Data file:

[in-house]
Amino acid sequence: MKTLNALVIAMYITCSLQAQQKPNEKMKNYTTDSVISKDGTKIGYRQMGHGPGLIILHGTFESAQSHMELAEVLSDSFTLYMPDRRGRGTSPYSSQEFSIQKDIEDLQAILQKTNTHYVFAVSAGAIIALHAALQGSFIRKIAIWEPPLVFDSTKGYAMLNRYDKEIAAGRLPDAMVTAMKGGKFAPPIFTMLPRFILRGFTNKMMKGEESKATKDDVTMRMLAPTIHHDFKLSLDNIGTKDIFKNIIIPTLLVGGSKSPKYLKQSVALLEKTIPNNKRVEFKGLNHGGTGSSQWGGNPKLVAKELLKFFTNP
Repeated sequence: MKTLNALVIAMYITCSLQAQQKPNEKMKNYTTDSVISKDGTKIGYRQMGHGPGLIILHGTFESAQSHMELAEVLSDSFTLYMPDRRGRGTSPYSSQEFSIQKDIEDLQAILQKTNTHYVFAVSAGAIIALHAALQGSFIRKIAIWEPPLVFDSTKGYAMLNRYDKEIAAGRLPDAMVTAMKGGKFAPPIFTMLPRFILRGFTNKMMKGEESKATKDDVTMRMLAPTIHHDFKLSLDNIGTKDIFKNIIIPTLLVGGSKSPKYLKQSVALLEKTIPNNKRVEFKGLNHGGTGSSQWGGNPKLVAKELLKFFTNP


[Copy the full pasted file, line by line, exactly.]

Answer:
[in-house]
Amino acid sequence: MKTLNALVIAMYITCSLQAQQKPNEKMKNYTTDSVISKDGTKIGYRQMGHGPGLIILHGTFESAQSHMELAEVLSDSFTLYMPDRRGRGTSPYSSQEFSIQKDIEDLQAILQKTNTHYVFAVSAGAIIALHAALQGSFIRKIAIWEPPLVFDSTKGYAMLNRYDKEIAAGRLPDAMVTAMKGGKFAPPIFTMLPRFILRGFTNKMMKGEESKATKDDVTMRMLAPTIHHDFKLSLDNIGTKDIFKNIIIPTLLVGGSKSPKYLKQSVALLEKTIPNNKRVEFKGLNHGGTGSSQWGGNPKLVAKELLKFFTNP
Repeated sequence: MKTLNALVIAMYITCSLQAQQKPNEKMKNYTTDSVISKDGTKIGYRQMGHGPGLIILHGTFESAQSHMELAEVLSDSFTLYMPDRRGRGTSPYSSQEFSIQKDIEDLQAILQKTNTHYVFAVSAGAIIALHAALQGSFIRKIAIWEPPLVFDSTKGYAMLNRYDKEIAAGRLPDAMVTAMKGGKFAPPIFTMLPRFILRGFTNKMMKGEESKATKDDVTMRMLAPTIHHDFKLSLDNIGTKDIFKNIIIPTLLVGGSKSPKYLKQSVALLEKTIPNNKRVEFKGLNHGGTGSSQWGGNPKLVAKELLKFFTNP